Bury St Edmunds is a 'unique and dazzling historic gem'
The UK is home to many towns and cities with a rich history and
heritage, none more so than Suffolk's Bury St Edmunds.
Described by its official tourism website as a "unique and dazzling
historic gem", the market town combines medieval architecture with
Georgian squares, a stunning cathedral and Abbey gardens alongside
For those who require access to London, looking at
houses for sale in Bury St Edmunds could be a wise choice as it
is just 80 miles north of the capital. Links between the two
destinations are also possible because of the train network, which
means passing through Ipswich, Colchester and Chelmsford.
As mentioned, Ipswich is close by, with Norwich, Cambridge and
King's Lynn all within reaching distance, while a trip to the coast
can be enjoyed in nearby Great Yarmouth and Clacton-on-Sea.
Bury St Edmunds has a good choice of schools, including pre-schools
like Acorns and All Saints Playgroup. Upper schools such as King
Edward VI, St Benedict's and County Upper School also provide
parents with varied options for their children.
Art and culture fans are well catered for and give plenty of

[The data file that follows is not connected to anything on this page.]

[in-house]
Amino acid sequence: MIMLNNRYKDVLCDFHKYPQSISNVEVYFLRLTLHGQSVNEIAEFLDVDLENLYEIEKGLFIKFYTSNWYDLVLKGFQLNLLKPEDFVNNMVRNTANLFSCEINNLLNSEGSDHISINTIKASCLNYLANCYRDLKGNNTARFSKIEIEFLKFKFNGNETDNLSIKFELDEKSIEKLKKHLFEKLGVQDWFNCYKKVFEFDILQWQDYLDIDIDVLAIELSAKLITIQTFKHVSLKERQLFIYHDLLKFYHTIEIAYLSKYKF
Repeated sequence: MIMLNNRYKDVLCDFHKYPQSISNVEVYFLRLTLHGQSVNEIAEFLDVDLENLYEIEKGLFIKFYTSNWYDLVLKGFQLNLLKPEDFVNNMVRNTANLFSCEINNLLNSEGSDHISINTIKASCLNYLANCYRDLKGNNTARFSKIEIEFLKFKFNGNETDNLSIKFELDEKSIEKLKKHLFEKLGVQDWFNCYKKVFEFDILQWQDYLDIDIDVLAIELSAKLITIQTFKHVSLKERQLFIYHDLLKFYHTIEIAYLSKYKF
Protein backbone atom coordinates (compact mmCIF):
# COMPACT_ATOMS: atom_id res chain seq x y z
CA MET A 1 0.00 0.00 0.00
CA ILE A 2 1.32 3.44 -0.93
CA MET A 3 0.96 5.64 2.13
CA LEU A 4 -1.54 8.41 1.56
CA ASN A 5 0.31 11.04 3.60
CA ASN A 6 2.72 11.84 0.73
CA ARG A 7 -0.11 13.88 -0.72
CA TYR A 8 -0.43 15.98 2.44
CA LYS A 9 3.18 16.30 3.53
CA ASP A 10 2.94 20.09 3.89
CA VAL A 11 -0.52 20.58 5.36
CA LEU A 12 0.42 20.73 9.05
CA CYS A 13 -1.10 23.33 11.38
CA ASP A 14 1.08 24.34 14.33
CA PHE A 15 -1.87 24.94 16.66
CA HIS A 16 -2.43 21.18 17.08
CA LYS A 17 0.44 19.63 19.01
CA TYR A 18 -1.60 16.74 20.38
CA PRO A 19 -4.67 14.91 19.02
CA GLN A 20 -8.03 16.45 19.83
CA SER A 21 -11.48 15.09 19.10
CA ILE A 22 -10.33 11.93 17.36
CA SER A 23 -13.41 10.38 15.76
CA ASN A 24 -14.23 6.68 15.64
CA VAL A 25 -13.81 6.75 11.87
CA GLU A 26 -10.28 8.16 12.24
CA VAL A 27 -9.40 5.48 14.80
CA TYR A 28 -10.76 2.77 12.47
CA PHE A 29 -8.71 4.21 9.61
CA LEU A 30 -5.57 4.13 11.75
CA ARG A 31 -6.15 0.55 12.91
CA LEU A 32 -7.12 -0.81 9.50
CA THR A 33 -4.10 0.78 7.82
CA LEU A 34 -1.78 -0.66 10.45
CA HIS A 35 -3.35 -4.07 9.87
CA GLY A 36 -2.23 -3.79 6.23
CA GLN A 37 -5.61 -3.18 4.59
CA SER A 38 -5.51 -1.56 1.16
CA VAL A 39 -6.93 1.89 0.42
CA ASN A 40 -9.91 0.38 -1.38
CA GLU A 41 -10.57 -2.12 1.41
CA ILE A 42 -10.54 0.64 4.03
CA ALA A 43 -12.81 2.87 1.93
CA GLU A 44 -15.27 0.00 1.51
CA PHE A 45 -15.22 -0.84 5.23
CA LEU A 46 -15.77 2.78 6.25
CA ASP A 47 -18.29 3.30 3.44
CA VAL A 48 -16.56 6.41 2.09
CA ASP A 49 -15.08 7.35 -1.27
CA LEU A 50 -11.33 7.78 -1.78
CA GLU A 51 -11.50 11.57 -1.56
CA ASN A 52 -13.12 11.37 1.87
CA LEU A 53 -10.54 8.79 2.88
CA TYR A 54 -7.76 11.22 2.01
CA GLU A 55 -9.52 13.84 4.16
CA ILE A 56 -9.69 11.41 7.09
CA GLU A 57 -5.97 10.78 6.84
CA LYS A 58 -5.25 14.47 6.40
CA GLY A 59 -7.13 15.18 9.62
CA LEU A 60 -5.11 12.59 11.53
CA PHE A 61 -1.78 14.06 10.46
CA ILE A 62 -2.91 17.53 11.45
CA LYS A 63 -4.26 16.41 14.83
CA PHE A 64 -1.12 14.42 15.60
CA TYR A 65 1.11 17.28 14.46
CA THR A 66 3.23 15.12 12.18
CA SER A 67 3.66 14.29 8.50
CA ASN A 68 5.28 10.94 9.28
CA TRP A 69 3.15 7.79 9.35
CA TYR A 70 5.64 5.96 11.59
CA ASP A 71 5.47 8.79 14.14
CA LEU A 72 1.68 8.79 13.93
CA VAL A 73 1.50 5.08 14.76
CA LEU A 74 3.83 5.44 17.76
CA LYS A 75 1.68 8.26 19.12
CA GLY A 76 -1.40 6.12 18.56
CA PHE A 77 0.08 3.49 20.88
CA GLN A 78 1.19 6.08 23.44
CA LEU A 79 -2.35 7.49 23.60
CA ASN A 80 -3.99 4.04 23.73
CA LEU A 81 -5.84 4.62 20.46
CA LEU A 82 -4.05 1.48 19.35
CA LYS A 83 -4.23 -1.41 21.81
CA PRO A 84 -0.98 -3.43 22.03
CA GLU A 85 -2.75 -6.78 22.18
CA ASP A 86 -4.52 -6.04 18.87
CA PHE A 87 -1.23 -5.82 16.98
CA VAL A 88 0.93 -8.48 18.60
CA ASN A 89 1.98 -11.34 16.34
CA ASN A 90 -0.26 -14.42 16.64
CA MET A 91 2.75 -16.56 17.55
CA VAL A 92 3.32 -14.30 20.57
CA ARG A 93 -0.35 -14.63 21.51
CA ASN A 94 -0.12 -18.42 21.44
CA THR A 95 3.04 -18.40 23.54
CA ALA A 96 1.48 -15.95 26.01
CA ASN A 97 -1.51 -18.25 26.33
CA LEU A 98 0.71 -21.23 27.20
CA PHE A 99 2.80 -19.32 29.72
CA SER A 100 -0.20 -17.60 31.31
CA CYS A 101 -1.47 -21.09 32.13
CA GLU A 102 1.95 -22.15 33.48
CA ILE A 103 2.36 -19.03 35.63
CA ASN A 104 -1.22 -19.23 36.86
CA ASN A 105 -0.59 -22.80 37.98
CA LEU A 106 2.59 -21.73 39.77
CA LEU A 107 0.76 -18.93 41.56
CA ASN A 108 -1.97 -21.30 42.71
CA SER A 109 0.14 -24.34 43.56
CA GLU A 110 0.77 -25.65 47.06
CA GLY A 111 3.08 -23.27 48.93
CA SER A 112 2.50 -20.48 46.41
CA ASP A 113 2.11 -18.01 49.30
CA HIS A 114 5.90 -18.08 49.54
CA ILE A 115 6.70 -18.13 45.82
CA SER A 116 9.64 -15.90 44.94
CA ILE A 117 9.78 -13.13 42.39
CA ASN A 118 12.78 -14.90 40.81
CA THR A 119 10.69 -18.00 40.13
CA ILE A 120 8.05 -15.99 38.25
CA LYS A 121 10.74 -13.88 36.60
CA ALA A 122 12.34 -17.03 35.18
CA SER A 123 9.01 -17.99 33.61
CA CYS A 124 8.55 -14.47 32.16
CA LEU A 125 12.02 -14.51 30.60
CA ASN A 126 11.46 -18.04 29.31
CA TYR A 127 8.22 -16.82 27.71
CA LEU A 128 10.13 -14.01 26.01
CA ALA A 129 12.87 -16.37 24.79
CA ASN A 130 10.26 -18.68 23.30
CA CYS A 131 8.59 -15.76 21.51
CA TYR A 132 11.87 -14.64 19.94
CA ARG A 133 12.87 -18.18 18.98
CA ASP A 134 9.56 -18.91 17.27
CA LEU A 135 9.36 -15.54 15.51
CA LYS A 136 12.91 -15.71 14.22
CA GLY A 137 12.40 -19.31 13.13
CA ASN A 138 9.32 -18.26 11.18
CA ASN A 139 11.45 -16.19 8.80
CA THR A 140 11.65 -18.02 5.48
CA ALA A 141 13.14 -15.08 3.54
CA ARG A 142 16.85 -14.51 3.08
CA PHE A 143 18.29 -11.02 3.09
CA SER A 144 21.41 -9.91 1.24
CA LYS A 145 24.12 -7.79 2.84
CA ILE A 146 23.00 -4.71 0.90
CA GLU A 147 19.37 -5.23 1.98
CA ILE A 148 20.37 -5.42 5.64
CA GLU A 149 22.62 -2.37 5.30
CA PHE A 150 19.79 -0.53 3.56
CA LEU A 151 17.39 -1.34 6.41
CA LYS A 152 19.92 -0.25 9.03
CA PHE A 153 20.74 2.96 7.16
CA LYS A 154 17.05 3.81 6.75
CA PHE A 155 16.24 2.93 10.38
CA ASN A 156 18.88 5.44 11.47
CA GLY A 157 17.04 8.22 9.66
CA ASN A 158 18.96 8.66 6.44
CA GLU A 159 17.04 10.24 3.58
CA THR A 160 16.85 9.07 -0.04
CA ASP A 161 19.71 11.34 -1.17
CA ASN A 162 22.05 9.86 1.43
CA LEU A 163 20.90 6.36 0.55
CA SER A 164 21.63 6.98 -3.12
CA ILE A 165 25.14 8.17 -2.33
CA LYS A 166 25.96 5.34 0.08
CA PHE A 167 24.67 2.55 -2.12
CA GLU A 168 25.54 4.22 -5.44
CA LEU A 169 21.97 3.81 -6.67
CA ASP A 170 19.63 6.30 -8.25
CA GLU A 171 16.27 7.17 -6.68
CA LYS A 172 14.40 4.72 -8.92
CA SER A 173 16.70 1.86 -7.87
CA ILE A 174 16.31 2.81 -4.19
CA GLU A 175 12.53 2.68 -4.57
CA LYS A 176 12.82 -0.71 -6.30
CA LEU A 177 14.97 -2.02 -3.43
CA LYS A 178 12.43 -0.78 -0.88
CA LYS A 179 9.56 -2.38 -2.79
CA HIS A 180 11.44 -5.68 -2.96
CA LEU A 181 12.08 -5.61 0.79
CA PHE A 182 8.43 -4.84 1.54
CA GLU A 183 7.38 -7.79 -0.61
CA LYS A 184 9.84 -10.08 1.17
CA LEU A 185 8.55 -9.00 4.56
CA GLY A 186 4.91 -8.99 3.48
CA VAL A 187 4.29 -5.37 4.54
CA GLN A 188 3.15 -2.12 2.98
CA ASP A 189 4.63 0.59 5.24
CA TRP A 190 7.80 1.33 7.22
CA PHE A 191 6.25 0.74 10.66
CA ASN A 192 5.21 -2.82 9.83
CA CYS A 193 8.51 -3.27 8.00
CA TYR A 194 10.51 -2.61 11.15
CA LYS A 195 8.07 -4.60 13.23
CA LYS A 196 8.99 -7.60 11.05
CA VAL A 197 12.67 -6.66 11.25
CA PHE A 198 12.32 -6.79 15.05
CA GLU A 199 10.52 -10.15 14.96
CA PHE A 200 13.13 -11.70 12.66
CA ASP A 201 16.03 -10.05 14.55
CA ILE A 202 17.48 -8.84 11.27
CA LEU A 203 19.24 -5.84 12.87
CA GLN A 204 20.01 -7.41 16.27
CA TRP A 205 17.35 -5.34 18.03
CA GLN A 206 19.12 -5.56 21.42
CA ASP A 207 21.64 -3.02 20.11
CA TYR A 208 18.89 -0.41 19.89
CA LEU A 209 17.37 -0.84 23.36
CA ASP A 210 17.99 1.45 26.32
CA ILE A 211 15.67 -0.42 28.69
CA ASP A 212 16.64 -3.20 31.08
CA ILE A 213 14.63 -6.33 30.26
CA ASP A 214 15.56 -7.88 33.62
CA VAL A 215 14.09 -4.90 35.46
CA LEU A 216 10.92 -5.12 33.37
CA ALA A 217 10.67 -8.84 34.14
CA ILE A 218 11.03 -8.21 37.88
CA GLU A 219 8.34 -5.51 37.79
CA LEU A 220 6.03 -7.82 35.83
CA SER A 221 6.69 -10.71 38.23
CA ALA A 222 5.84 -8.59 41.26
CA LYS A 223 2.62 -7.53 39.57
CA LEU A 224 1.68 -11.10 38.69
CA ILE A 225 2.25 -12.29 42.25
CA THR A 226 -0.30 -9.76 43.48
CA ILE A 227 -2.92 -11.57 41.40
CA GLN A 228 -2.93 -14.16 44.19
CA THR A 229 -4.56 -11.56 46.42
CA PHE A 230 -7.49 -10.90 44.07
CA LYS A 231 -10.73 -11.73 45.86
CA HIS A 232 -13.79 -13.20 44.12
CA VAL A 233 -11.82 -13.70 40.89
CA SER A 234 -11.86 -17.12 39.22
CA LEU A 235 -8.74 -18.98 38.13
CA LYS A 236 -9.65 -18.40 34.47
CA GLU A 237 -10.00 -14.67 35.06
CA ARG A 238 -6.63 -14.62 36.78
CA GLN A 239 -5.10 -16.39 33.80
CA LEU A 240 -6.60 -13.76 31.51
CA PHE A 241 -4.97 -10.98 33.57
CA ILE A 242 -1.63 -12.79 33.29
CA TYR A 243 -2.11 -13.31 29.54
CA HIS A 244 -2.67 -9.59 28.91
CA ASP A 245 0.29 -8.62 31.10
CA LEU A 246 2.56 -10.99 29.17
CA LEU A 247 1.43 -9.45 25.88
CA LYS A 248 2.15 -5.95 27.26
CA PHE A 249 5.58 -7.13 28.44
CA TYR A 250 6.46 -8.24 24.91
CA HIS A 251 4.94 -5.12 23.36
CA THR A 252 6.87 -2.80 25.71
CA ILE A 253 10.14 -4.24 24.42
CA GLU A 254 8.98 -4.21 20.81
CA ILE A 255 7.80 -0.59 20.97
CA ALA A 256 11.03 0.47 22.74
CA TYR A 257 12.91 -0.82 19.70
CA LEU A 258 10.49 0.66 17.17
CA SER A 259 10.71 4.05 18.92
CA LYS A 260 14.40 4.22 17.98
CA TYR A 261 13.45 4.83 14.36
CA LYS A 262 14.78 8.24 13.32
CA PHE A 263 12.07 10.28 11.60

opportunities for exploration at the weekend and during the
Bury St Edmunds' medieval past has a heavy influence and Moyse's
Hall Museum is home to local and social history having previously
been a gaol and police station.
The Theatre Royal was built in 1819 and is the only surviving
Regency theatre left in Britain. It hosts a lively arts programme
and visitors can also book themselves onto a guided tour which runs
four times a week.
There are a number of restaurants to check out in Bury St Edmunds,
with every taste catered for. Valley Connection will serve up
Indian fine dining, while Carluccio's is the place to go for
Pea Porridge was voted the UK Best Newcomer 2011 in the Good Food
Guide, and Zen Noodle Bar does what it says on the tin.